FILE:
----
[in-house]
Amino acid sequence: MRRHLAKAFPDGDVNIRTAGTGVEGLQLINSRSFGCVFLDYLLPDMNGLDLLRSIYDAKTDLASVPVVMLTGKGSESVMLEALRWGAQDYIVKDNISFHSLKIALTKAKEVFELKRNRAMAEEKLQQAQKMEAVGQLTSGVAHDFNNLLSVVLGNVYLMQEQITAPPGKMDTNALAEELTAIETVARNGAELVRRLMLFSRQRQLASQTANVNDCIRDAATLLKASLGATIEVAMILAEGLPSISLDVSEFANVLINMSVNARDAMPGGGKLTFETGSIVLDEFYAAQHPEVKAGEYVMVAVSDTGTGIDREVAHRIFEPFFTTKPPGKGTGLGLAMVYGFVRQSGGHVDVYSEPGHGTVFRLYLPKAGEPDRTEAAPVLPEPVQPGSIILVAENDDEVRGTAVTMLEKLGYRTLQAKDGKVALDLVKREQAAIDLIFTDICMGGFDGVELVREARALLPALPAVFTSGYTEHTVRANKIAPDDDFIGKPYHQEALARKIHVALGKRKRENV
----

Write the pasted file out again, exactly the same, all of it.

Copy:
[in-house]
Amino acid sequence: MRRHLAKAFPDGDVNIRTAGTGVEGLQLINSRSFGCVFLDYLLPDMNGLDLLRSIYDAKTDLASVPVVMLTGKGSESVMLEALRWGAQDYIVKDNISFHSLKIALTKAKEVFELKRNRAMAEEKLQQAQKMEAVGQLTSGVAHDFNNLLSVVLGNVYLMQEQITAPPGKMDTNALAEELTAIETVARNGAELVRRLMLFSRQRQLASQTANVNDCIRDAATLLKASLGATIEVAMILAEGLPSISLDVSEFANVLINMSVNARDAMPGGGKLTFETGSIVLDEFYAAQHPEVKAGEYVMVAVSDTGTGIDREVAHRIFEPFFTTKPPGKGTGLGLAMVYGFVRQSGGHVDVYSEPGHGTVFRLYLPKAGEPDRTEAAPVLPEPVQPGSIILVAENDDEVRGTAVTMLEKLGYRTLQAKDGKVALDLVKREQAAIDLIFTDICMGGFDGVELVREARALLPALPAVFTSGYTEHTVRANKIAPDDDFIGKPYHQEALARKIHVALGKRKRENV